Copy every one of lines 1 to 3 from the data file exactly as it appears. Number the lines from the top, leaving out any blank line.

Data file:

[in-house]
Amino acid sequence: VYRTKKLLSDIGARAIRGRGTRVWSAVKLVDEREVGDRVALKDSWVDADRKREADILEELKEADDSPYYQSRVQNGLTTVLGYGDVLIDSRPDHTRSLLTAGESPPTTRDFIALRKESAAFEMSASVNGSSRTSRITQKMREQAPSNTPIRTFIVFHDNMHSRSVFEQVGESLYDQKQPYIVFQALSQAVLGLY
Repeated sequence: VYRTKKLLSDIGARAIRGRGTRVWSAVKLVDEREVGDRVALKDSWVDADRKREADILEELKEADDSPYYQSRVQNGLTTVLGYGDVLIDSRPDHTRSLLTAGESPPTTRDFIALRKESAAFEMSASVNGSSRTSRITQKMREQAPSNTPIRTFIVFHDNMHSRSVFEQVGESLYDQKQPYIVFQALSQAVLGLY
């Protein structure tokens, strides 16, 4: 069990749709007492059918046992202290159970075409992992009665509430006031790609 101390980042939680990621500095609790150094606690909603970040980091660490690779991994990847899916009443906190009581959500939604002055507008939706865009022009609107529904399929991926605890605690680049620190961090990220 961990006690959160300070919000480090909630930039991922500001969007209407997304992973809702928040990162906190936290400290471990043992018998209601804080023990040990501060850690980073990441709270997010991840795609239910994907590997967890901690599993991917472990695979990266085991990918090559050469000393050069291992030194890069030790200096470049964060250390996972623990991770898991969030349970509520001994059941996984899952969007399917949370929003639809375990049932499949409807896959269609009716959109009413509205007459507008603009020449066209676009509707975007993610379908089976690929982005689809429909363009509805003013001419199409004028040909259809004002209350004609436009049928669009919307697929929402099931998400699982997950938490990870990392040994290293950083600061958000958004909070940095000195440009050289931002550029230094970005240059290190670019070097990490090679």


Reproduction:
[in-house]
Amino acid sequence: VYRTKKLLSDIGARAIRGRGTRVWSAVKLVDEREVGDRVALKDSWVDADRKREADILEELKEADDSPYYQSRVQNGLTTVLGYGDVLIDSRPDHTRSLLTAGESPPTTRDFIALRKESAAFEMSASVNGSSRTSRITQKMREQAPSNTPIRTFIVFHDNMHSRSVFEQVGESLYDQKQPYIVFQALSQAVLGLY
Repeated sequence: VYRTKKLLSDIGARAIRGRGTRVWSAVKLVDEREVGDRVALKDSWVDADRKREADILEELKEADDSPYYQSRVQNGLTTVLGYGDVLIDSRPDHTRSLLTAGESPPTTRDFIALRKESAAFEMSASVNGSSRTSRITQKMREQAPSNTPIRTFIVFHDNMHSRSVFEQVGESLYDQKQPYIVFQALSQAVLGLY